Q. What are your writing ambitions, in other words, what do you hope to achieve, writing wise?
A. Well, what does any author hope to achieve…? To see my work spread out across the world, with many happy people reading the words I penned: enjoying the antics of my characters; immersing themselves in a truly magical world. This is the joy of writing fantasy… it allows people to escape into worlds beyond their dreams, filled with people and creatures they will love, or hate, and basically experiencing the adventure. If I can make someone laugh at a sprite, smile with an old wizard, cry when a shape-changer is mortally wounded, or experience the adrenalin rush of a mercenary in battle, then I have done my job well.
Q. I’m sure any fledgling writers out there would be interested in what your creative processes are. For instance, once an idea for a story has formed, how do you set about building on that idea?
A. I mainly start with character building. In the beginning the original members of Silent Blade consisted of six characters, but I cut that down to four, and converted the two left over to the “evil” side of things. However this was only a very small beginning… What was I to do with these characters? For a long time they existed only on a notepad, with a few basic descriptive notes for each one. I had no idea what I was going to do with them for a long time, till one night I had a weird and very vivid dream. That dream showed me the emergent birth of a powerful dragon god, and was to become the core element for my books. After that it was relatively easy. With some help from a very clever friend of mine we constructed “rules” for the different magics I would use in the books, and all I needed then was a plot. Little did I know at the time that this plot was going to stretch into five books, containing over 750,000 words!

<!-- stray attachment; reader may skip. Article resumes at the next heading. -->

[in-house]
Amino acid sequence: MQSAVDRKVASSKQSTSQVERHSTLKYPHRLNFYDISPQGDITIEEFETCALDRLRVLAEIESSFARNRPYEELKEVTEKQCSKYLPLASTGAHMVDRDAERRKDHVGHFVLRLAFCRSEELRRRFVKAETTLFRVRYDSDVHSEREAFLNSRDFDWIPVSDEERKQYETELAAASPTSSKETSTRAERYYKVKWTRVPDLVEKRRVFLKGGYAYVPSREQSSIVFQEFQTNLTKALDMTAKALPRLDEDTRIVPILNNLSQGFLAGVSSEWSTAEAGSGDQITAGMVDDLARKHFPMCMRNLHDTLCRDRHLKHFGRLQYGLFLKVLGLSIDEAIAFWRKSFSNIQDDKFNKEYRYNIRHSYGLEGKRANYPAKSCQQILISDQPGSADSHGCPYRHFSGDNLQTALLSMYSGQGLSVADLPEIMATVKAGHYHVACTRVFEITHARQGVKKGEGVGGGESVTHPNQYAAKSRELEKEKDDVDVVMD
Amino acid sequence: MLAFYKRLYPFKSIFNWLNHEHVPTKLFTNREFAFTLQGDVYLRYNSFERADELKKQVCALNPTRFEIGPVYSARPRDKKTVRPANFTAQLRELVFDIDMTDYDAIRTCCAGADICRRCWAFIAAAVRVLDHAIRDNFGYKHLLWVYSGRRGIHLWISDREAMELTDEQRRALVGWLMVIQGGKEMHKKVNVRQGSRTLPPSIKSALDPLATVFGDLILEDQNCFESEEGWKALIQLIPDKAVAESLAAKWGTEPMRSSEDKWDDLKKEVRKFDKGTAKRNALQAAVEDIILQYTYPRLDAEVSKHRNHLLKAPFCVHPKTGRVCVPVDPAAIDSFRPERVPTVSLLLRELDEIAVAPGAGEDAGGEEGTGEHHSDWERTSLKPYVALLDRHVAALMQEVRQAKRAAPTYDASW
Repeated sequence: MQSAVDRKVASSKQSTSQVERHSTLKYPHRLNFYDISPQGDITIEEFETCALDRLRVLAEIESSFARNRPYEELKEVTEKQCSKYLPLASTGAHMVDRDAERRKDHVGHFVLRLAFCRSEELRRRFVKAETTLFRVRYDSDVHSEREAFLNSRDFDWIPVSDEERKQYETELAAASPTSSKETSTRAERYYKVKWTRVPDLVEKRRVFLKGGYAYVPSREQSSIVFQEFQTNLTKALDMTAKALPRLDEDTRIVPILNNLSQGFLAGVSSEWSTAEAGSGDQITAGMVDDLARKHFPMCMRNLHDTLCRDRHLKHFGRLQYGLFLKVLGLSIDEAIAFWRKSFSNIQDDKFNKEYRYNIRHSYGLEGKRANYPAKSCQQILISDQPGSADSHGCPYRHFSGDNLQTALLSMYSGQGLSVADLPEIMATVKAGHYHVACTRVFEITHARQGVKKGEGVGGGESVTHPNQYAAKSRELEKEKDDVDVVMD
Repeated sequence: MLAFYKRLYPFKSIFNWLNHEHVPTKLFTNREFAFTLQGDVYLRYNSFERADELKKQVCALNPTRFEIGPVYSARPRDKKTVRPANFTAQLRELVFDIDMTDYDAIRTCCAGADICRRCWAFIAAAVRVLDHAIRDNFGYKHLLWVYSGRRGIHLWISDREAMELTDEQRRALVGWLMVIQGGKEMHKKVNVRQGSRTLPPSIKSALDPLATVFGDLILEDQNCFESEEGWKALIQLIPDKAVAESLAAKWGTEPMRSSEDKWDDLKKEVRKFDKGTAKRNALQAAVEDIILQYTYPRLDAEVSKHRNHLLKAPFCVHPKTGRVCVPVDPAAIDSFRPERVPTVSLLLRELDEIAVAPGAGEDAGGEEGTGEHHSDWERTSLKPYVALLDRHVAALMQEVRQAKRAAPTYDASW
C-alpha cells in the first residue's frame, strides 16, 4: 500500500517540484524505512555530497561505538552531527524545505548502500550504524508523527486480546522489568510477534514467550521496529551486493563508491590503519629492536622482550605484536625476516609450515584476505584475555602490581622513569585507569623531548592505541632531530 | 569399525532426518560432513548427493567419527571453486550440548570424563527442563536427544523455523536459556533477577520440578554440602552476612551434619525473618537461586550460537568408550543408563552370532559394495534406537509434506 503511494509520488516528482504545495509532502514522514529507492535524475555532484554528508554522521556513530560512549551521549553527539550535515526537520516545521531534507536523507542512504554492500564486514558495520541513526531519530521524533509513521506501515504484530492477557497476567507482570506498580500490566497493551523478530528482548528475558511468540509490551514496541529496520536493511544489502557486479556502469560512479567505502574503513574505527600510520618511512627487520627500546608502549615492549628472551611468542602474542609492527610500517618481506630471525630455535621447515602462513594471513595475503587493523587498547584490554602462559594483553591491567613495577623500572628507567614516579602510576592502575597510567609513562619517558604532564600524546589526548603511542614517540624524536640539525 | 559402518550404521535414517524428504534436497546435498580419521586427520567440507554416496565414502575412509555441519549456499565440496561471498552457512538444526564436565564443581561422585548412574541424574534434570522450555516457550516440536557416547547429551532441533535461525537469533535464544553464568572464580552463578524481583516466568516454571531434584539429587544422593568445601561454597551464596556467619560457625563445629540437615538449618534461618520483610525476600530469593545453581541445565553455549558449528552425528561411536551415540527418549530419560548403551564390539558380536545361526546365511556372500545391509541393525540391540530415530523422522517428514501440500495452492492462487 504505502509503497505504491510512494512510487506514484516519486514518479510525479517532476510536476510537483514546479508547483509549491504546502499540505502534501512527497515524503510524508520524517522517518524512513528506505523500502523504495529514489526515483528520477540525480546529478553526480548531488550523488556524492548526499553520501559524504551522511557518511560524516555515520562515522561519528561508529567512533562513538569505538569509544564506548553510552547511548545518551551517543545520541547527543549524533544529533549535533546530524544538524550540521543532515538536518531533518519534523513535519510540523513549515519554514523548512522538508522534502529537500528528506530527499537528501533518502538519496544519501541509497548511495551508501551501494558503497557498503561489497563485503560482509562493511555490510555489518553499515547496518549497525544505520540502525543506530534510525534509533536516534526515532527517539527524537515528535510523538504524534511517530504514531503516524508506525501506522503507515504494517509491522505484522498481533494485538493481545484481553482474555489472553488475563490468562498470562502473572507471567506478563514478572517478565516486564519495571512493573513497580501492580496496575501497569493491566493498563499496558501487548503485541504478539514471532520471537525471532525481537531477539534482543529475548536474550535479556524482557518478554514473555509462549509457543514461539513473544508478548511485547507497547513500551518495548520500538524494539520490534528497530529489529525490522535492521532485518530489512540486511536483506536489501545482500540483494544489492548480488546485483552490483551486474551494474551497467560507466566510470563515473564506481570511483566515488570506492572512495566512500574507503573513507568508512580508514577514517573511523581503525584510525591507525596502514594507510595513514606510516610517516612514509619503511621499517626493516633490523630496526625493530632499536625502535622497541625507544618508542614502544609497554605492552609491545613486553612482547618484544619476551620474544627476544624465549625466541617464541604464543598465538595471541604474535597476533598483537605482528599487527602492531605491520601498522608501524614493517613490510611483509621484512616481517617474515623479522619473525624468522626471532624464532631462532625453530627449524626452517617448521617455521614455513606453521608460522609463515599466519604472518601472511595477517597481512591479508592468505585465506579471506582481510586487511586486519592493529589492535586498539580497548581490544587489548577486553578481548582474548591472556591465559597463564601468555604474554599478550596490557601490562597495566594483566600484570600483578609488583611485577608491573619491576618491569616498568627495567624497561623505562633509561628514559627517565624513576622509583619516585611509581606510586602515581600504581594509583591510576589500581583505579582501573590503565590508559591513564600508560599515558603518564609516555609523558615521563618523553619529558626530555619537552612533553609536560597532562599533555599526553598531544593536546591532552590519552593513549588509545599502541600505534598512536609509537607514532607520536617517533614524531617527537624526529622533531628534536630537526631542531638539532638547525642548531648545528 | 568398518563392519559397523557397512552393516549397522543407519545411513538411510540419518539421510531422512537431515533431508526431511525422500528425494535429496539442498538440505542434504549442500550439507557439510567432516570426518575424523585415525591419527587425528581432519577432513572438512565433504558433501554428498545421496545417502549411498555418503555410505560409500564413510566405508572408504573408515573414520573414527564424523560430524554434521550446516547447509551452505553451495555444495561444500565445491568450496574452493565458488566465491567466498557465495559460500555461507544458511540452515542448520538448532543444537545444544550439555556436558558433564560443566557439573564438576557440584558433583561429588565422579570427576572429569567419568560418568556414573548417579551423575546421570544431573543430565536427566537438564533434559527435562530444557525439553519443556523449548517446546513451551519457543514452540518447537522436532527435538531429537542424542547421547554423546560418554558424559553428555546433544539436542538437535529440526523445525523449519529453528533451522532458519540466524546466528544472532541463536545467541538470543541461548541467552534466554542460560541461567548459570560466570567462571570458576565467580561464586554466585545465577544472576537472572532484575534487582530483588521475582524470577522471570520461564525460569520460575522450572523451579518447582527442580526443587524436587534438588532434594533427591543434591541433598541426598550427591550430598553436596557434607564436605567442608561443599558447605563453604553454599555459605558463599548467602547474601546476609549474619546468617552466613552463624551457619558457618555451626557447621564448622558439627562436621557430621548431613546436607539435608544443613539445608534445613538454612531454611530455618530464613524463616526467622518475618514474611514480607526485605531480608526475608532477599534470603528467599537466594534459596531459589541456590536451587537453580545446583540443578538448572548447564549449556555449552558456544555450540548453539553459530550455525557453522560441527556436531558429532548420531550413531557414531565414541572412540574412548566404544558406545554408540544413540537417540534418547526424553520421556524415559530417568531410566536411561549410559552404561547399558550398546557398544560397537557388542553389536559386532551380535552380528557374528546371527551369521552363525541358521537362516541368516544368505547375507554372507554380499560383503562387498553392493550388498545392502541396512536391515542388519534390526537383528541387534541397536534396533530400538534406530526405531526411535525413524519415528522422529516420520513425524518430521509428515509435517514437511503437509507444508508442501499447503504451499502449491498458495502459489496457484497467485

Q. How do you feel about writing groups? Do you consider them useful, or full of hobbyists and egomaniacs?
A. I do belong to several writing groups on such platforms as Facebook etc, but I seldom use them. As with all of these things there are some really good authors on them, along with the inevitable egomaniacs ( as you call them ). But I baulk at these things, mainly because I feel that a true author would have no need for them. To explain this, I believe that if you are any good at writing, no matter what genre you work in, then your work will speak for itself, and there should be no need to keep showing up on a forum trying to explain your work to other authors… after all those other authors are only interested in “their” work. This might seem a bit harsh, but from what I have seen to date, most of these writing groups are simply platforms for authors to shout about their work to other authors.
Q. Do you write in any other genre, apart from fantasy?
A. To be honest, yes, I have tried… and failed miserably. I had an idea once for a detective series, however never having read any detective novels, I had no idea where to go with it, so it eventually got binned. Fantasy has been my life since I was a small boy, and I feel at home with the magic, the dragons, and the strange worlds. Some people say that high fantasy is the hardest genre to work in, yet I find it easy. I can relate to the mythical creatures I create, simply because they can be, and do, anything I wish.
Q. Name one or two of your favourite authors, and why you like their work.